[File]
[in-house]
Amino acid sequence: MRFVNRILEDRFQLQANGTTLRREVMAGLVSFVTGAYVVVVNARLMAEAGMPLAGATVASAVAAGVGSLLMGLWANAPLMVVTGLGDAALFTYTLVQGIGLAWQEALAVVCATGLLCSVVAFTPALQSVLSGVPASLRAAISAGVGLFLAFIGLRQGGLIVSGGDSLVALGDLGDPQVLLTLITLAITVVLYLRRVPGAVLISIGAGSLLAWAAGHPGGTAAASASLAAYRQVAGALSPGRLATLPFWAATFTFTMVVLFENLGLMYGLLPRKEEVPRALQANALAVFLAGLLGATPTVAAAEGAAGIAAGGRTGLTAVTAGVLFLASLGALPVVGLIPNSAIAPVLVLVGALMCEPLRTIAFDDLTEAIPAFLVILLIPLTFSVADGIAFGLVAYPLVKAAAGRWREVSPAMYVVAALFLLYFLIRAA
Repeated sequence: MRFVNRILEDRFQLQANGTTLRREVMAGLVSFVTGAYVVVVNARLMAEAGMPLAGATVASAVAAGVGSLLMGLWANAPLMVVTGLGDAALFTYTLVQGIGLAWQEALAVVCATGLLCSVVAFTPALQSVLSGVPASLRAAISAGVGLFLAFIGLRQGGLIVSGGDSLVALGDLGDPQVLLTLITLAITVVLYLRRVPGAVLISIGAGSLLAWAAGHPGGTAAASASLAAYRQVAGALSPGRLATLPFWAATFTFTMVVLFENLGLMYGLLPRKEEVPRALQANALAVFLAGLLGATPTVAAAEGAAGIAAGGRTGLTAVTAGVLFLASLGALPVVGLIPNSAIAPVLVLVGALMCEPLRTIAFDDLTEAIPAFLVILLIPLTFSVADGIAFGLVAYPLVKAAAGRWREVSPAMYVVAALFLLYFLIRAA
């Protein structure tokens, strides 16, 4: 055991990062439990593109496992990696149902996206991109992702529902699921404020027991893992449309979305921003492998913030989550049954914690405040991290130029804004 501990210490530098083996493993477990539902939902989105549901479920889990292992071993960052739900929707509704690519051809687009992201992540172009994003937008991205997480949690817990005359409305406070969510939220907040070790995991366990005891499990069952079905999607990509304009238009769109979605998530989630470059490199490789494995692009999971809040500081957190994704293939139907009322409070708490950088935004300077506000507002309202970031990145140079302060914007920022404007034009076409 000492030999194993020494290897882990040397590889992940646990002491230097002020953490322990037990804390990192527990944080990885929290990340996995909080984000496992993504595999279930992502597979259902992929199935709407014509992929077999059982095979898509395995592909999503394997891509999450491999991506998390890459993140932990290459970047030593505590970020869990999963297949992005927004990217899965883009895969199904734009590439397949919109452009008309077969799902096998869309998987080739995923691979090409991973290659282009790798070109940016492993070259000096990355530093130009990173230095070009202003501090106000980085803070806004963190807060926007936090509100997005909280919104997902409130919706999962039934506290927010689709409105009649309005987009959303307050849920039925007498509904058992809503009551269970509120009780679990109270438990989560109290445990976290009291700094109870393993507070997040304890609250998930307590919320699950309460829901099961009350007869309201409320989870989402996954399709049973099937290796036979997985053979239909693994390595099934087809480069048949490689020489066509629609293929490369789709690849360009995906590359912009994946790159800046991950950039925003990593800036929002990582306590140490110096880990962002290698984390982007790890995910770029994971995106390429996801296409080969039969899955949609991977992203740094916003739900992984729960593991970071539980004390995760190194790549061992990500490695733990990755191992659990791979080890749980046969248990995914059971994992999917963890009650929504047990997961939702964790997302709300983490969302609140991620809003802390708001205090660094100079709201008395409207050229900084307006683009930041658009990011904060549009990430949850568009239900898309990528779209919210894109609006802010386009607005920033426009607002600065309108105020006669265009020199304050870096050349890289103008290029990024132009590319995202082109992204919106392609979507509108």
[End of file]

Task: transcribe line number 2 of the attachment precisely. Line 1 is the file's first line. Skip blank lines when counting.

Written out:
Amino acid sequence: MRFVNRILEDRFQLQANGTTLRREVMAGLVSFVTGAYVVVVNARLMAEAGMPLAGATVASAVAAGVGSLLMGLWANAPLMVVTGLGDAALFTYTLVQGIGLAWQEALAVVCATGLLCSVVAFTPALQSVLSGVPASLRAAISAGVGLFLAFIGLRQGGLIVSGGDSLVALGDLGDPQVLLTLITLAITVVLYLRRVPGAVLISIGAGSLLAWAAGHPGGTAAASASLAAYRQVAGALSPGRLATLPFWAATFTFTMVVLFENLGLMYGLLPRKEEVPRALQANALAVFLAGLLGATPTVAAAEGAAGIAAGGRTGLTAVTAGVLFLASLGALPVVGLIPNSAIAPVLVLVGALMCEPLRTIAFDDLTEAIPAFLVILLIPLTFSVADGIAFGLVAYPLVKAAAGRWREVSPAMYVVAALFLLYFLIRAA